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Lethbridge Herald Newspaper Archives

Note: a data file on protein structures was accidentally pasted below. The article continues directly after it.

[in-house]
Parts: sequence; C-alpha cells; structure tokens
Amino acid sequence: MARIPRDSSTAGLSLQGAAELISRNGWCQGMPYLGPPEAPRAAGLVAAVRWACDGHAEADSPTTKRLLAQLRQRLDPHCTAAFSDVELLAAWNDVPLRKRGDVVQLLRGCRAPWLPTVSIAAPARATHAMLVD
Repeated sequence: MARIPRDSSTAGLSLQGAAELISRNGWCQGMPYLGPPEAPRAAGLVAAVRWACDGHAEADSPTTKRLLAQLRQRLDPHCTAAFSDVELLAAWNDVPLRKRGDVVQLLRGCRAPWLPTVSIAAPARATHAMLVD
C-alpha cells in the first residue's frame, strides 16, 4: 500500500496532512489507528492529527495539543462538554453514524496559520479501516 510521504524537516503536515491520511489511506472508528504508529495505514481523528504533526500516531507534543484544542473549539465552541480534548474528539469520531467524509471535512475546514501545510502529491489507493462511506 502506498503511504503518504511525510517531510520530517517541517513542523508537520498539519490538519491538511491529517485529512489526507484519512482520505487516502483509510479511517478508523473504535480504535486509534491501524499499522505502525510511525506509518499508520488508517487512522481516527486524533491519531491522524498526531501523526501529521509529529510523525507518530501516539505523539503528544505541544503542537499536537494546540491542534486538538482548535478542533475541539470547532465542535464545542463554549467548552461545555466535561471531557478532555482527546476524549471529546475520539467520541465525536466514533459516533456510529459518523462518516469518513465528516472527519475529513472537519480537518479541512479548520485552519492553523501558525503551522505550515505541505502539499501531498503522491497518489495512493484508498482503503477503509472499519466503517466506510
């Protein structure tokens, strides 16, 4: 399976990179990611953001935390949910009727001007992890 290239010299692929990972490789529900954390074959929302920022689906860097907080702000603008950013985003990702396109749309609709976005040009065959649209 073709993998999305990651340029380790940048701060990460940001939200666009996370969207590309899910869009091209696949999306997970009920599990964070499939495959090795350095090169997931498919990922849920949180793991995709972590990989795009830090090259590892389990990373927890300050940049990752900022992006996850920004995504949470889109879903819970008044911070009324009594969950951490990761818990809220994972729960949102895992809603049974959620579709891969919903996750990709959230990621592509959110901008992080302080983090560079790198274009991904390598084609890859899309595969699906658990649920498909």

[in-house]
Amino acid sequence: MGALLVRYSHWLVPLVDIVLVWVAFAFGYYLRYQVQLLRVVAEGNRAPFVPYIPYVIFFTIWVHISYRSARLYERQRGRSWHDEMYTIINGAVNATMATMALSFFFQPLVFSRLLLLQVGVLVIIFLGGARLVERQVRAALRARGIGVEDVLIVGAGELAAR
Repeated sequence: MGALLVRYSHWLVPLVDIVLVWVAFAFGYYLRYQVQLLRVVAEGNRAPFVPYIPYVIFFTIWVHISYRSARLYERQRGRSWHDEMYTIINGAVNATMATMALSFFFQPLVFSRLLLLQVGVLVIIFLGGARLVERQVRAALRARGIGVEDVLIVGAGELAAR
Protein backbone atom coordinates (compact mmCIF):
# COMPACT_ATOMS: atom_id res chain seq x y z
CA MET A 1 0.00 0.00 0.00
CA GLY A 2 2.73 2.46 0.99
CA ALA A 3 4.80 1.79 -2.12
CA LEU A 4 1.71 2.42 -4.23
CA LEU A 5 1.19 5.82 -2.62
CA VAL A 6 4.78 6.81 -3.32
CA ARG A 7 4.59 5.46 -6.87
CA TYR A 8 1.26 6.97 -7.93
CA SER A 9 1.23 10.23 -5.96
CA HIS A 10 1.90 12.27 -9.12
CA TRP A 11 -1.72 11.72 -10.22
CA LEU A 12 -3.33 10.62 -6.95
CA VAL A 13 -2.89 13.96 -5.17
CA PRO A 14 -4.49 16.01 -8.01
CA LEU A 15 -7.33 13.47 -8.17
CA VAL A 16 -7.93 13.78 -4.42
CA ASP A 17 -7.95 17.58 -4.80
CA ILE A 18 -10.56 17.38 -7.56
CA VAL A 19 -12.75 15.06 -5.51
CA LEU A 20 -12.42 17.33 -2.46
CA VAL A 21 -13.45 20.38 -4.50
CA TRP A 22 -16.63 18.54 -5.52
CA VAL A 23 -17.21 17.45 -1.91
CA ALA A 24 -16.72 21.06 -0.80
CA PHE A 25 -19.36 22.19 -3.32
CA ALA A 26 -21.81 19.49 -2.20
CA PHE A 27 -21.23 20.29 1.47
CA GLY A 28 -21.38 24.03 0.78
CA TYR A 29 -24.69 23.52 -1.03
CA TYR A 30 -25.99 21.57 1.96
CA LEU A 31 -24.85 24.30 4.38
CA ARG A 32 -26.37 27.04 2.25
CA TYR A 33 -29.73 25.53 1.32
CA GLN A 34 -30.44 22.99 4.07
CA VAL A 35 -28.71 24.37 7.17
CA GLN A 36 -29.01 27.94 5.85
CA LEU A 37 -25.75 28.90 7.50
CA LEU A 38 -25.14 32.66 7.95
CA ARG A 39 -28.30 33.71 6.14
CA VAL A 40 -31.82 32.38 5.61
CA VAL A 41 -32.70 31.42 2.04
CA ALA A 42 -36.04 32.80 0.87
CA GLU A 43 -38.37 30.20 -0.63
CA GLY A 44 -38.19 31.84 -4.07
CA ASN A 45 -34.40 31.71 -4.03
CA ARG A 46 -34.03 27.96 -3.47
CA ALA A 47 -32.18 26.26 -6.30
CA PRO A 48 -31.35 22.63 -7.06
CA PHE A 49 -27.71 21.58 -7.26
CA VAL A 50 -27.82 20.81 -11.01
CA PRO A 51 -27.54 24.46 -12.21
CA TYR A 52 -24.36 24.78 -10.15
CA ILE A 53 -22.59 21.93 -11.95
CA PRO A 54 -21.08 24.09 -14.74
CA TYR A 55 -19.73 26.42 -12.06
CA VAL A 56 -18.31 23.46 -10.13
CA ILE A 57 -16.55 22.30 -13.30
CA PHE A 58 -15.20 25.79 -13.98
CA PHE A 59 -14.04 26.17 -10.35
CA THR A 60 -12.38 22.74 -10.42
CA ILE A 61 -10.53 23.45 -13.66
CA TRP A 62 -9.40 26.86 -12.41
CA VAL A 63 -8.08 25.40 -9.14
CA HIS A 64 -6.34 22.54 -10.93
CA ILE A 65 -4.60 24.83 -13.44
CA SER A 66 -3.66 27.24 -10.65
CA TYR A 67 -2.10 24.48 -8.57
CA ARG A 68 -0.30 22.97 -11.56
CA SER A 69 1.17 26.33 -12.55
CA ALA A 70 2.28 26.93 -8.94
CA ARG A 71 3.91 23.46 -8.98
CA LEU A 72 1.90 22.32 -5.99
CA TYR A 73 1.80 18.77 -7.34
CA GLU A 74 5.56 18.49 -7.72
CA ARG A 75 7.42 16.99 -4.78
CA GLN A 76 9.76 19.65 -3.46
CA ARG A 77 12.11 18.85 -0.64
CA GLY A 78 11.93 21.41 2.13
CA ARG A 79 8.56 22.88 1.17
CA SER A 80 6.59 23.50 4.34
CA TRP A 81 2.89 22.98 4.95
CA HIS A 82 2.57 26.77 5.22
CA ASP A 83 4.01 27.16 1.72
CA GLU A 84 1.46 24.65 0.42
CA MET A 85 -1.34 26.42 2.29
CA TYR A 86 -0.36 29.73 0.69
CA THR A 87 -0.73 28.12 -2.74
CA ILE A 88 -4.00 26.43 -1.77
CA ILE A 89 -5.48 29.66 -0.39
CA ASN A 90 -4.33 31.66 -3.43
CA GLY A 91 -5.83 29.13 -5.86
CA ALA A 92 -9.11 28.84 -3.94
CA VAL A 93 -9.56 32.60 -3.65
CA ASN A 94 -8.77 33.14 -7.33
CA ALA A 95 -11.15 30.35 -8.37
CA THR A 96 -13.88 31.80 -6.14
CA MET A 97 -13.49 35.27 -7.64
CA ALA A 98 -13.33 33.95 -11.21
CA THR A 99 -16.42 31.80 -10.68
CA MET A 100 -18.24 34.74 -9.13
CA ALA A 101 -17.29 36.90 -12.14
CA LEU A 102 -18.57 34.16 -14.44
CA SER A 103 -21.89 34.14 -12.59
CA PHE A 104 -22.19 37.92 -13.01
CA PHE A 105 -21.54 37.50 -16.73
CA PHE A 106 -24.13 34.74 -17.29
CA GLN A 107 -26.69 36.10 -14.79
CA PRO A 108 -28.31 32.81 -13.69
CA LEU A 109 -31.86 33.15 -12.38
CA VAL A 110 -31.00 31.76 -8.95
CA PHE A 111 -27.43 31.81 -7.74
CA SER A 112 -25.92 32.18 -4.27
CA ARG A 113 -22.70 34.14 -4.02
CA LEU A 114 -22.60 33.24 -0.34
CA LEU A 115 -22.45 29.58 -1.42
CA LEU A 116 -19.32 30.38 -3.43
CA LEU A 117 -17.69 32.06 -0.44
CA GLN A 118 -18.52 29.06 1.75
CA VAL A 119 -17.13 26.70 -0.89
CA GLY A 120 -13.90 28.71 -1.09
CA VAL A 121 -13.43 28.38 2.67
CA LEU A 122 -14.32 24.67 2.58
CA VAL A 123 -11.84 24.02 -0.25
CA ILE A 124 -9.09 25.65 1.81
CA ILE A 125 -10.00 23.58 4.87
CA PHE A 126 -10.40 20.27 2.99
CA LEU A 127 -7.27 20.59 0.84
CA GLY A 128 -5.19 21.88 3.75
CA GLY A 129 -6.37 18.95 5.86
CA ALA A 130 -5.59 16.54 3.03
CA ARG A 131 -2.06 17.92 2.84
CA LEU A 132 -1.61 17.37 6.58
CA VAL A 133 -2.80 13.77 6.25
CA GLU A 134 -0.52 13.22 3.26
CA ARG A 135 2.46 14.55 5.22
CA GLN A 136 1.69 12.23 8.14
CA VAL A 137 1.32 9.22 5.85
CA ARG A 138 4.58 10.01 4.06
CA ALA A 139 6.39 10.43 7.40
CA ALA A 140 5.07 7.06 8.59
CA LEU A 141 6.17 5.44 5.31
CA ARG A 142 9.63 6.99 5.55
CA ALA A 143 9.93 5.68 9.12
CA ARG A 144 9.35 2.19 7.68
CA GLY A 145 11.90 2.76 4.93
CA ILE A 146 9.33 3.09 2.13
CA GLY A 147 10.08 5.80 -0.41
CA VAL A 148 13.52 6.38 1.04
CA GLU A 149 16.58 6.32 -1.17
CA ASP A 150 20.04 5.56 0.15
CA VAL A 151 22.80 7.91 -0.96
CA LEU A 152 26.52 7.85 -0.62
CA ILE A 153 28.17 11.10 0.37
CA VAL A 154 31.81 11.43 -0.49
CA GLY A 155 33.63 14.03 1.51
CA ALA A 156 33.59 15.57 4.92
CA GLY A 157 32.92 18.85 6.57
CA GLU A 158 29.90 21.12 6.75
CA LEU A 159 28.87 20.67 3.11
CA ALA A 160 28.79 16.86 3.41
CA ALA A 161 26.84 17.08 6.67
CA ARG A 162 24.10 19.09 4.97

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Lethbridge Herald, The (Newspaper) - March 29, 1972, Lethbridge, Alberta 84 THE IETHBRIDGE HERAID Wednesday, March 29, 1972 given powers (C'l" Northern Cevetowm-nt M i u i s t e r Joan Chretien Iveii aiven wid ical balance is essential." the policy paper. (iiiides for programs in the by the: 10 years are to concentrate all federation creation of employment for carried native peoples, liberalizaiion of education and training tech- and involvenienl of uere leaked to men! policy to define a norther- ner as one who has been in the, I North for five years. Thus many huncirr native persons the Northwest Grain li.and.iers threaten to on stri. YANCOUVKH (Ct'> An issue results from propo-! cnco of emplovnicr.l, a puaran- ixmumenl of a amount i o n! sals made recently lo swccl Iced wage plan or suppllmrn- boaix! lias limi ordered by fed-! haudlinc of grain exports from (ary iinempioymciit eral Labor Minister Mar! in tile west coast. O'l'onp.aH if. a bid lo ell a Proposals t h n I, the union strike of-l.'ii) grain uorlu'rs feels could effect jobs here in- thr.l eoukl further shiiip-. elude inland cVaning of Rrain irg of grain from the ivist eoa- ir.slead cf in the port elcva- tors, inlrcxlnction of unit trains Talks hdwcen tlv Workers Unian. Loc.'il and the elcvuUtr companies hrckt1 dov.ii last wcvk, il has been learr.ecl tliat a mapr eoneern of the union is job seeurily. drain: lo speed shipments to the roast, and development of more ex- port facilities in the port of Prince Rupert. Union job securily problems involve Ihrce areas prefer- benefits in Ilia event of automa- tion in grain handling. .1011 ISSIJK HKMOTL-; The said Ihc valor companies' main concern Ls the union's monetary de- mands which, they say, total an hour in wages benefits. fringe Henry Kanes, spokesman for Management spokesmen have! Ilia imi'.jn, said ths union hoard indicated that, they consider the j r-omince will be PC; O'Neal, in- >ol> security issue to be "re-l lernallonal vice president cf the Pnlp, Sulphite and Paper trans-! Mill Workers. William Mead, spokesman for tbe elevalor companies, said mote." "Whether changes portation and grain hand I i t: tneUxuts ore feasible is another one spokesman said. management will name its noin- inee some time Ibis week. The last contract expired Nov. 30. Nineteen sessions were held with federal conciliator Doug Cameron without .success. Present wage rale in the port elevators is Sl.lfi an Iwur. MOW TUAXSIT An experimental transport system in which passengers travel on rolling seats thai move along a covered path will start operation Ihis year in a ne ds of non-0 who moved to Territories ami j JEAN CHUKTIEN North architect considered lhn fcJeral depart- i C'KITICAl. d agencies in the opposition spokesmen had lit- Ten itones and the to ;ay tnc policy causing confusion both with northerners and in- paul Y e w c h u k (ui.-try. baskal said once again the Rov- ".Vi evidei-i! and urgent need ernmcnt had to consult deahng with this situ- nrttive people in forming new anon hy making full use of the of vital concern lo pv.iers' ami responsibilities of i lncm. (lie minister of nortiiern uevel- government should have ___....._ cr.ment.1' said the policy paper, learned from its proposed In- I Minister Donald S. Macdcnairi MOW PKIOHITIKS I dian policy which had been re- savs he will carry to Washing- In what Mr. Chretien told the jected across th.e country, said (On later this week the message committee was "a reordering of j Mr. Vewchuk. Erik Nielsen (PC that "it may make good sense" priorities." tbe government has j --Yukon) said there was noth-! for the two countries to concen- placcd at the lop of its list "a ing new in the minister's state- on a Mackenzie Valley higher standard of living, qnal- ment. pipeline, rather than the pro- IIy of life and equality ot oppor- j it was "rehashed rubbish" j trans-Alaska pipeline and Uinity for northern residents by and "a hollow mockery of what i tanker route, methods which are compatible i his department is not doing." I he tohi tbe Commons vith their own preferences and j Tom Barnett j miscellaneous estimates corn- aspirations." j Albernii was disappointed that j mittcc here he will again point "The statement is founded on j the minister refused to recog- i out Canada's concern about any PSONS-SEARS Anci Cover i OTTAWA (CPi Energy 1 h e government's conviction nize aboriginal rights of the In- that the needs of the people in' dian and Eskimo people, even the Xortli arc more important though Mr. Chretien had men- than resource development and i iioned that they inhabited the that the maintenance of ecolog- North for at least years. Almost-1orgotten ly war CAIRO (Routerl The blood has stopped in the: Sudan but it will take time to heal the haired that has grown i up in 16 years of bitter civii in economic returns for the de- cision to go along with Khar- toum. The conflict broke out in Au- gust 1955, when southern Su- danese troops mutinied amid ru- mors that a new independent j Peace officially came to Afri- ca's largest country on March 6j Sudan government would vith the publication of a govern- dominated by Northerners, ment decree granting regional 1 Southern dissidents formed autonomy to trie .South Sudan, guerrilla groups to fight for an It ended had become an Almost forgott.c-n fcotween the Moslem Arab North and movement of Alaskan oil by a West Cosst tanker route. But he said this would not be a bargaining session. As n rela- i lively new minister of energy, he to go to Washington to meet with iiis opposite num- ber. Interior Secretary Rogers Morion, and find out the Ameri- can administration's reaction to a recent environmental study on the movement of Alaska oil. "I will r e m i n d them that we have under consideration criteria for a Mackenzie Valley line and in our view it has certain advantages" over anv tanker route, He s ai ci t here are pres su res For the U.S. government to go ahead with a trans-Alaska pipe- first step toward tho establishment of a tanker roule I bui he would be pointing out Uhat it may make better sense, rebel black tribes in the South, who are mainly Christian or independent southern black state call Azania. No one knows ex a ct ly hov; many lives were lost in the fighting since then, but specula- pagan. Thousands were killed in j lion has nm into the hundreds tha conflict. of thousands. Giving details of the settle- For long periods the war rc- ment, Sudanese President Jaa-i mained uncovered by the fer el-Ximeiri, who is being world's news media. But though given much of the credit for unrepcrted, the battle raged solving the conflict, said all reb. j fiercely between the southern els would be given amnesty. tribesmen and the northern He added that the central gov- troops. The guerrillas, known as tbe Anya-N'ya, harassed and am- bushed the troops, often striking from across t he borders of Uganda, Ethiopia, the Congo and the Central African Repub- lic. particularly from an environ- mental viewpoint, for the two countries to concentrate on a Mackenzie Valley pipeline. Mr. Macdonald, making his first appearance the committee as minister of en- ergy, said there may be a criti- cal shortage of uranium in the 1580s, since the current de- pressed prices are acting as a disincentive to exploration. It takes from six to 30 years to bring n new discovery into pro- i duction. ernment would still ixi responsi- ble for national defence, foreign policy and tradie, currency communications, transport and economic ajid soeial planning. But a Regional People's Council in the South will legislate on all regional activities. By settling for this, the south- ern leaders gave up Lheir origi- nal objective of an independent black African state. But they also won much more than Ni- meiri first proposed when he seized power in a coup in 1969. The big question for the South now is how much they will get The Khartou m governme nt claimed that Israeli influence and arms were reaching the rebels at one stage. According to the Sudanese, the guerrilla equipment included Soviet and Egyptian weapons lost Sinai desert during the the 1957 mideast war and passed on to them by the Israelis. Wage increase at city hall RCD DEER (CP) City council has non-union city hall employees a wage in- crease cf 14.5 per cent for those earning more than a year and a 16-per-cent increase for those earning less than 000. The increases affect an rity hall employees. They are spread over two years and arc retroactive to Jan. 1, Threatens to go to war BEIRUT, Ixjbanon (AP) Yemen yesterday to go to war agatnst South Yemen responsible for alleged border incursions last week that brought the Yemeni death toll southwestern comer of the Ara- bian Peninsula arc reported to have closed their common after reporting fresh border hos- to in two months of clashes, dor and plarc-d their armod tiliUes in which it said ff3 Ye- "Our patience is growing forces on alert. mc-nis were killed. it said, adding that if The Beirut statement claimed The threat came in a state-' South Yemen "persists in this 1 GO men, women and children ment by Yemen's Beirut em- bassy a few hours before Prime Minister Mchsen El Ayni ar- rived on a tour of Arab capitals to seek support for his country's position. The statement held the 1st government of South Yemen aggressive policy, civil war will follow." were killed when South Yemenis turned machine-guns on a wed- The two countries in the i ding ceremony in the Ixmler vil- Architect dies at Edmonton fCT) Funeral services will be held Thursday for prominent Edmonton archi- tect Egil M. Rcnsna, 76, who died here. Mr, Rensaa was the tired president of E. M. Pvensaa and Associates. Born in Norway, he moved to the Winnipeg area in 1926 where he received his master of science degree from the Univer- sity of Manitoba. Fie re turned to Norway i n 1033 and moved back to Can- ada following the Second World War to establish his architec- tural firm in Edmonton, Legislature will discuss new public housing bill TORONTO (CP) Plans for, a lower to he built at the pro- a new CBC English-language headquarters and TV and radio production centre in downtown Toronto were put in motion with announcement Monday of a land posed centre. No date has been set for star of eonsmeion of he new con- solidated CBC facility, but it is expected construction on the tower project wil( be announced exchange agreement with the Canadian National Railways. The exchange, involving CBC erly property in Metropolitan To- ronto and Vancouver, was an- nounced at a news conference chaired by Knergy Minister Donald Macdonald. It was also announced the CBC has been authorized to con- clude negotiations with Metro Centre Developments Ltd., sponsors of the proposed Sl-hil- lion Metro Centre project, for j location of the CBC's English I and French TV transmitters on later this year, In exhange for Toronto prop- owned hy the CNR, the CBC will transfer to the CNR, during the 3570s, five pieces of land; four in the Toronto area and one in Vancouver. The Vancouver property is a 1.07-acrc parcel on West Ccor- gia Street. It will become avail- able on completio of new CBC consolidated facilities in Van- couver. Construclion is to begin this year. No money was involved in the land exchange. BEST-SELLER C 2-pt'. Tuxedo Suite i achieved roil-culling wonders fo bring you iViis uniquely sly led failtlonabk grouping highlighted by jof I; buMorvlLrf rrd nrrm nod beck nrm cops and covoroc!